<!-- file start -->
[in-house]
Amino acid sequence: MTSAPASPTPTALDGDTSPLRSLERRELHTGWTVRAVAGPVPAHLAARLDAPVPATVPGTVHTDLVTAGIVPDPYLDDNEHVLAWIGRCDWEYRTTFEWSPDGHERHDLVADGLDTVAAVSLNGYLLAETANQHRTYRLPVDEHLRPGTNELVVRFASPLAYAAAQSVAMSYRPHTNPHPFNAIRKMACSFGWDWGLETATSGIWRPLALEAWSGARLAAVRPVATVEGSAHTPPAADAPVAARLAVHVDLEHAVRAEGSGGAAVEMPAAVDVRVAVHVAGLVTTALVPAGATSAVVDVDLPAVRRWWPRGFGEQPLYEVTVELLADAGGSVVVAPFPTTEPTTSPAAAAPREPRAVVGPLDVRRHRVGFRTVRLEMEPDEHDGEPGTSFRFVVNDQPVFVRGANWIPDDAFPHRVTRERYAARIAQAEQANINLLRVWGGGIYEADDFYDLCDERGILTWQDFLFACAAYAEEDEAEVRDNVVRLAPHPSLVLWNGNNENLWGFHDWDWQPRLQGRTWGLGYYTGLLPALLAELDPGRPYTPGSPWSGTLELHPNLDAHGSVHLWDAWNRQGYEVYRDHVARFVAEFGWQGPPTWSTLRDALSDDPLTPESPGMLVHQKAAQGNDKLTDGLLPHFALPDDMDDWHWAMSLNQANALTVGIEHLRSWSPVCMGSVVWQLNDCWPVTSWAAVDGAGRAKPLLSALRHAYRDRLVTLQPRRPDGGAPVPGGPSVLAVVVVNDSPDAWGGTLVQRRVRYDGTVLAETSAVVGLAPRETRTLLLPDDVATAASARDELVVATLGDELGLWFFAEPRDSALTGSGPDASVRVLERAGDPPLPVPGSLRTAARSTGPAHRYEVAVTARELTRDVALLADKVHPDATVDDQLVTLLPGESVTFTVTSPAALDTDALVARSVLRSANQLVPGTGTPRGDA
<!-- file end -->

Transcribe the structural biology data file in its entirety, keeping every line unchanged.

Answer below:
[in-house]
Amino acid sequence: MTSAPASPTPTALDGDTSPLRSLERRELHTGWTVRAVAGPVPAHLAARLDAPVPATVPGTVHTDLVTAGIVPDPYLDDNEHVLAWIGRCDWEYRTTFEWSPDGHERHDLVADGLDTVAAVSLNGYLLAETANQHRTYRLPVDEHLRPGTNELVVRFASPLAYAAAQSVAMSYRPHTNPHPFNAIRKMACSFGWDWGLETATSGIWRPLALEAWSGARLAAVRPVATVEGSAHTPPAADAPVAARLAVHVDLEHAVRAEGSGGAAVEMPAAVDVRVAVHVAGLVTTALVPAGATSAVVDVDLPAVRRWWPRGFGEQPLYEVTVELLADAGGSVVVAPFPTTEPTTSPAAAAPREPRAVVGPLDVRRHRVGFRTVRLEMEPDEHDGEPGTSFRFVVNDQPVFVRGANWIPDDAFPHRVTRERYAARIAQAEQANINLLRVWGGGIYEADDFYDLCDERGILTWQDFLFACAAYAEEDEAEVRDNVVRLAPHPSLVLWNGNNENLWGFHDWDWQPRLQGRTWGLGYYTGLLPALLAELDPGRPYTPGSPWSGTLELHPNLDAHGSVHLWDAWNRQGYEVYRDHVARFVAEFGWQGPPTWSTLRDALSDDPLTPESPGMLVHQKAAQGNDKLTDGLLPHFALPDDMDDWHWAMSLNQANALTVGIEHLRSWSPVCMGSVVWQLNDCWPVTSWAAVDGAGRAKPLLSALRHAYRDRLVTLQPRRPDGGAPVPGGPSVLAVVVVNDSPDAWGGTLVQRRVRYDGTVLAETSAVVGLAPRETRTLLLPDDVATAASARDELVVATLGDELGLWFFAEPRDSALTGSGPDASVRVLERAGDPPLPVPGSLRTAARSTGPAHRYEVAVTARELTRDVALLADKVHPDATVDDQLVTLLPGESVTFTVTSPAALDTDALVARSVLRSANQLVPGTGTPRGDA